New Year’s Eve’s approaching. That single evening of fun and booze that results in a terrible hangover the next day. Everyone has his own cure, from drinking pickle juice to simply drinking more booze. Yesterday we told you how the pros deal with the splitting agony. Sometimes, though, a big plate of food is all you need. While many restaurants serve “hangover breakfasts,” these really just entail large portions of eggs and bacon and the like. But here are some restaurants that have particularly interesting “hangover” dishes meant to cure the ills. And although many of the below restaurants will be closed on New Year’s Day, these dishes can be ordered at any time. And we all know that, unlike New Year’s Eve, hangovers come more than just once a year.
Donatella, Ms. Arapia’s eponymous new pizza joint, offers a special hangover pizza topped with sausage, lardo, a sunny-side-up egg, smoked mozzarella, pecorino, and basil for $16 as part of their Saturday and Sunday brunch specials.
German restaurant Heidelberg, meanwhile, features a “hangover special” of marinated herring with sour cream and boiled potatoes as part of its $29.95 prix-fixe Sunday brunch.
Spicy food is often touted as a cure, and Mrs. Kim’s has just the thing: a Korean hangover stew of pork shoulder and belly, kimchi, and tofu for $15. And it’s available for dinner, too — perfect for après day-drinking!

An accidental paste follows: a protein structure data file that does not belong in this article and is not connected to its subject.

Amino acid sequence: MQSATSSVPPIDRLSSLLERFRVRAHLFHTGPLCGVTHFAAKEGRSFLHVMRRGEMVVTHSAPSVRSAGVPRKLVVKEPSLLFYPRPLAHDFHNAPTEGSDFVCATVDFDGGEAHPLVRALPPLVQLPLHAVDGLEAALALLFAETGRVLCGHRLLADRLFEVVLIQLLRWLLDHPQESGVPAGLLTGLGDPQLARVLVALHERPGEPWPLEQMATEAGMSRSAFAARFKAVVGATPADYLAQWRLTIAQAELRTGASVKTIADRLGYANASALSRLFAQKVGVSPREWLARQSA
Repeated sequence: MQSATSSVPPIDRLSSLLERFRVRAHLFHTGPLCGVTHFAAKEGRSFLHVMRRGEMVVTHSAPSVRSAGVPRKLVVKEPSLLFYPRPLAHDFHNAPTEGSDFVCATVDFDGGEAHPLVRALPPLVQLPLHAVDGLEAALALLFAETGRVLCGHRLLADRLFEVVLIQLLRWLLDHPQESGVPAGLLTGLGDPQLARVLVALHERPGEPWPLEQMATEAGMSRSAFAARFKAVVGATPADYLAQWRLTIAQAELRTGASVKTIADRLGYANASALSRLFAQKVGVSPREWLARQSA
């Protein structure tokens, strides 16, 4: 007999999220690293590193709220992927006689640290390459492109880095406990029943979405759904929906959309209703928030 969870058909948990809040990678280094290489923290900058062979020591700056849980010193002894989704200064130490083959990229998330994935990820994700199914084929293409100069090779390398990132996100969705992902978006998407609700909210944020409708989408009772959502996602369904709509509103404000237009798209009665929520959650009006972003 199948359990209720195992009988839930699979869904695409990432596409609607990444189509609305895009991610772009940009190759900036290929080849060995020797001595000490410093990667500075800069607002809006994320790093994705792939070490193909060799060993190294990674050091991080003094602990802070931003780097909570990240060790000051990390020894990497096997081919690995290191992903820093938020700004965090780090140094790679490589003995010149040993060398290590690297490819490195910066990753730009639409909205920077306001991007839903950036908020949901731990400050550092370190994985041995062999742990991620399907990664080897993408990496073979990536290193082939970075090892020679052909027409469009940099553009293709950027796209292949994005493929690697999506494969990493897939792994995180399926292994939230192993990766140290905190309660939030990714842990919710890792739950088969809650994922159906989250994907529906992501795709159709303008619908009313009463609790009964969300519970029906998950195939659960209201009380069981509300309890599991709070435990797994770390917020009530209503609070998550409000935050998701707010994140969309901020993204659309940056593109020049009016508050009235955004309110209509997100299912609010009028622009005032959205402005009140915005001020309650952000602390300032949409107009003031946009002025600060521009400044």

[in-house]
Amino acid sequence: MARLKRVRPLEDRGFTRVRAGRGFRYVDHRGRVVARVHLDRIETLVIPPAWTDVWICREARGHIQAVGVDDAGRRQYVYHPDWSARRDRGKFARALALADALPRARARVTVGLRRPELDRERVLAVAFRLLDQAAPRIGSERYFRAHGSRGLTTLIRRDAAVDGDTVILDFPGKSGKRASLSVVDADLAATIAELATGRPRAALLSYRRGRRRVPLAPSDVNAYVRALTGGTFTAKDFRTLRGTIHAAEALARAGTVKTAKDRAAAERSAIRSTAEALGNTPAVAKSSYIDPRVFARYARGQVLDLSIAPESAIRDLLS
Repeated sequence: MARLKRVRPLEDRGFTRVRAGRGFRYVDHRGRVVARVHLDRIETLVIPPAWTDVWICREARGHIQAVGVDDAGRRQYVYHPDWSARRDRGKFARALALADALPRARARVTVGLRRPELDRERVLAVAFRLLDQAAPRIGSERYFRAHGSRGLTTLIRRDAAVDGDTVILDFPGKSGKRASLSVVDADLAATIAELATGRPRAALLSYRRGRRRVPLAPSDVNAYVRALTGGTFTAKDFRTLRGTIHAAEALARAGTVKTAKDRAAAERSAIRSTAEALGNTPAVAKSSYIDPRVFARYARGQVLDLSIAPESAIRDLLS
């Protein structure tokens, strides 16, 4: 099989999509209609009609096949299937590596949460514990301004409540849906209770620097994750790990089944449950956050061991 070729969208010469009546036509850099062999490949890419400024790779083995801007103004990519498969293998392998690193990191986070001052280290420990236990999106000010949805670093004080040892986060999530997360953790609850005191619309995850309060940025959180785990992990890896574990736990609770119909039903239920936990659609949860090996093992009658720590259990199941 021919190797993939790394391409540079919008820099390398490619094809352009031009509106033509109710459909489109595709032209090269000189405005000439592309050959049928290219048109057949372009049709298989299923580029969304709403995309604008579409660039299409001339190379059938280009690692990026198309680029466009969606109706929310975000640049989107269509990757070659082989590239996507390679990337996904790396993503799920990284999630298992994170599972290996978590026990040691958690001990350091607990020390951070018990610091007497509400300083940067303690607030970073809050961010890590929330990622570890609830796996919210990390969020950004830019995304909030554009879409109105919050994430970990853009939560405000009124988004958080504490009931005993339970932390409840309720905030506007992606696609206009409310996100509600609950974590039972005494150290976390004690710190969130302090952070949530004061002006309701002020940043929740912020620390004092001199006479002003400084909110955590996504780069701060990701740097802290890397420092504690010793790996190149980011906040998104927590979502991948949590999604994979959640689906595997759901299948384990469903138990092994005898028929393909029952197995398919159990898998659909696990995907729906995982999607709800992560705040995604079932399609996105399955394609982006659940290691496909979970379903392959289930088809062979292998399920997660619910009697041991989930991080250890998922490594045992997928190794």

A different Korean dish is the “hangover soup” made from shredded beef and bean sprouts served with salted shrimp sauce at Cho Dang Gol for $13.95.
The Mitraillette is billed as “The Hangover Sandwich” at the 20th and 17th street locations of Petite Abeille. It’s a burger served with sautéed onions, Belgian fries, and ketchup on a challah baguette for $13.50.
Hangovers must be as common in Belgium as in Korea (maybe it’s all the beer). Resto’s option is the $14 Belgian hangover pasta, which is made with ham, Gruyère, and sunny-side-up egg, and it’s available for lunch and brunch.
And if things are so bad that you can’t stomach food, try the hangover cure juice at Peacefood Café. A $6 (or $7 for a large) combo of apple, orange, carrot, celery, and ginger juices should help the aspirin go down.
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This article from the Village Voice Archive was posted on December 29, 2010